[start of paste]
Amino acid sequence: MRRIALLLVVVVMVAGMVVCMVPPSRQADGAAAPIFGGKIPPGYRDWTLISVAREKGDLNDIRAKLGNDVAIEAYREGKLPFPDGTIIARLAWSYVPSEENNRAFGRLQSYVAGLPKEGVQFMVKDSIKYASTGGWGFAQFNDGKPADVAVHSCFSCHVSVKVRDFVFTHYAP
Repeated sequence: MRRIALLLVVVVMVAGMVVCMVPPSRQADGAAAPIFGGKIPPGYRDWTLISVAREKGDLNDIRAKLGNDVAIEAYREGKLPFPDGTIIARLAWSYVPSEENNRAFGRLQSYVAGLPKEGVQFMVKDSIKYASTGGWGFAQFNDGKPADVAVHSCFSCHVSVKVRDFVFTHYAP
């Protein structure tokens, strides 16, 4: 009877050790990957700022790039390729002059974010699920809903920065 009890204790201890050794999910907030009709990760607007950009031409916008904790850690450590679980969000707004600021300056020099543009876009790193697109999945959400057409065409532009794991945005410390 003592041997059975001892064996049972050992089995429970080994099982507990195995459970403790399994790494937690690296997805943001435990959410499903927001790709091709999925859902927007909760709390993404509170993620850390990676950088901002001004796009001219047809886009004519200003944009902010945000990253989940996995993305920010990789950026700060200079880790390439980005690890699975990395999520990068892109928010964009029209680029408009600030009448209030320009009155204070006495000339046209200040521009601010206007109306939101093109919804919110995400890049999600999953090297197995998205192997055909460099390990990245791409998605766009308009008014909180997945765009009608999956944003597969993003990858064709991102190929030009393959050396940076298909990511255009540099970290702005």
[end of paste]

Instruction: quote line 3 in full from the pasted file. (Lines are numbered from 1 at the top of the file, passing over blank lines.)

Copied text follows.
């Protein structure tokens, strides 16, 4: 009877050790990957700022790039390729002059974010699920809903920065 009890204790201890050794999910907030009709990760607007950009031409916008904790850690450590679980969000707004600021300056020099543009876009790193697109999945959400057409065409532009794991945005410390 003592041997059975001892064996049972050992089995429970080994099982507990195995459970403790399994790494937690690296997805943001435990959410499903927001790709091709999925859902927007909760709390993404509170993620850390990676950088901002001004796009001219047809886009004519200003944009902010945000990253989940996995993305920010990789950026700060200079880790390439980005690890699975990395999520990068892109928010964009029209680029408009600030009448209030320009009155204070006495000339046209200040521009601010206007109306939101093109919804919110995400890049999600999953090297197995998205192997055909460099390990990245791409998605766009308009008014909180997945765009009608999956944003597969993003990858064709991102190929030009393959050396940076298909990511255009540099970290702005």